Report of the Children's Lawyer
Custody/Access - Introduction
Clinical investigators in the Office of the Children's Lawyer are authorized by law to conduct investigations and prepare reports under section 112 of the Courts of Justice Act.
They collect and evaluate information from family members and others who have been involved with the family to help understand what parenting arrangement would be best for the children. They assist families to look at various options that will meet the needs of the child/ren and the family. They may prepare reports for the court with recommendations that consider the interests and wishes of children. They may be called to give evidence, at court, based on our report.
What is a Custody/Access Report
A custody/access report focuses on the interests of your child/ren based on their needs and wishes and your ability to meet their needs.
A custody/access report provides a picture of your family's history, current situation and parenting plans for the future.
A custody/access report may provide recommendations to help you make decisions about ongoing parenting plans.
The Custody/Access Report Process
Once the Office of the Children's Lawyer has agreed to carry out a Children's Lawyer report, you and your lawyer will receive a letter with the name of the clinical investigator who will contact you.
The clinical investigator will arrange to meet with you and your family. Some interviews may be at the clinical investigator's office and some may be at your home. Your children will be observed with family members and may be interviewed privately, if appropriate. The number and location of interviews will be determined by the clinical investigator.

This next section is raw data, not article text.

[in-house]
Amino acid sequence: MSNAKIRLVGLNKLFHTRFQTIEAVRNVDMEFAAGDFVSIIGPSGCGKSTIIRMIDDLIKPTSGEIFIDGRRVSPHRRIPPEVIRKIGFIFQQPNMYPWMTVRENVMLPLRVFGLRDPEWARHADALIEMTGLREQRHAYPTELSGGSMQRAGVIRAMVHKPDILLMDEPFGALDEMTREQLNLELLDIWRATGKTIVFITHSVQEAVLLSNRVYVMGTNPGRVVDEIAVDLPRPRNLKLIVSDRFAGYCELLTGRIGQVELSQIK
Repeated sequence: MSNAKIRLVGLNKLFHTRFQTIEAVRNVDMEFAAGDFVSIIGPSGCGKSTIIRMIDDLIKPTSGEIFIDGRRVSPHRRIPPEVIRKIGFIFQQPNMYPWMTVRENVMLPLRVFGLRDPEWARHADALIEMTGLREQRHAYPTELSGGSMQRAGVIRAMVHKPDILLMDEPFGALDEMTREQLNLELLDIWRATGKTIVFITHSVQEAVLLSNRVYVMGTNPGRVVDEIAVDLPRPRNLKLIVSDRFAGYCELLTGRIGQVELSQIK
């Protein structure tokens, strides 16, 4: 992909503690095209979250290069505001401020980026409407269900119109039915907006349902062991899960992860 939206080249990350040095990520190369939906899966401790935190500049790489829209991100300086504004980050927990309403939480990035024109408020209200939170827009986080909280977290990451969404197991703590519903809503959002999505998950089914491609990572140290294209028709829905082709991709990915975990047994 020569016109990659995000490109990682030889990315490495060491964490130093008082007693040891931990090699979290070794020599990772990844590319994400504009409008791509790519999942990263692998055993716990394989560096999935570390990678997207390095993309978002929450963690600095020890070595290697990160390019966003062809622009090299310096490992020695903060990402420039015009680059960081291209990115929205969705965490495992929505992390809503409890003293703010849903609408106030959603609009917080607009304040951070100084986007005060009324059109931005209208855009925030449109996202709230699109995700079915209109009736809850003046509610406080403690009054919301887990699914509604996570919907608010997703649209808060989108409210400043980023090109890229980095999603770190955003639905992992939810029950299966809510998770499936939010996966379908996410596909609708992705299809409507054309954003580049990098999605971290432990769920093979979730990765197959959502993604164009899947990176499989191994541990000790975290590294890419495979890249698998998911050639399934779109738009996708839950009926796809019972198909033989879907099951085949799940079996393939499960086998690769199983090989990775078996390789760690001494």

The clinical investigator will ask you to sign release forms that will be sent to "collateral sources" These may include the children's school, daycare provider, doctor, community agencies, police, counsellor, etc. The forms allow such sources to share information with the clinical investigator that will assist with the evaluation.
During the process you and the other party may decide to come to an agreement concerning the children. The clinical investigator may help arrange a settlement or disclosure meeting which may include you and your lawyers.
If a report is completed, it is filed with the court and copies are sent to the lawyers. The report becomes part of the court record. Each party has the right to send a formal dispute of the report to the court and the Office of the Children's Lawyer.
The Children's Interviews
Clinical investigators who prepare Children's Lawyer reports regularly interview and observe children. It is best if this can be done in a comfortable and familiar environment. The clinical investigator understands that the children may be experiencing many different feelings about the separation and the family situation. Depending upon the ages of the children, the clinical investigator may have the children participate in structured play, draw pictures, or tell stories in order to talk about their feelings.
Parents often want to know, "Will the clinical investigator ask my children where they want to live?" Children's thoughts, feelings and experiences are important and will be discussed. However, the clinical investigator will not ask the children to choose between parents. This would not be fair to the children and would only keep them in the middle of the dispute.
- Ask the clinical investigator questions about the process. You may to want to write down your questions.
- Prepare school, health and other information that you think will be helpful. This could include names and telephone numbers.
- Ask for information about reading material, separation and divorce workshops, counselling, and other resources.
- Tell your children about the process. The clinical investigator can suggest approaches for different age levels.
If you have any questions about the delivery of clinical investigator services by the Office of the Children's Lawyer, please call:
or Fax: (416) 314-8050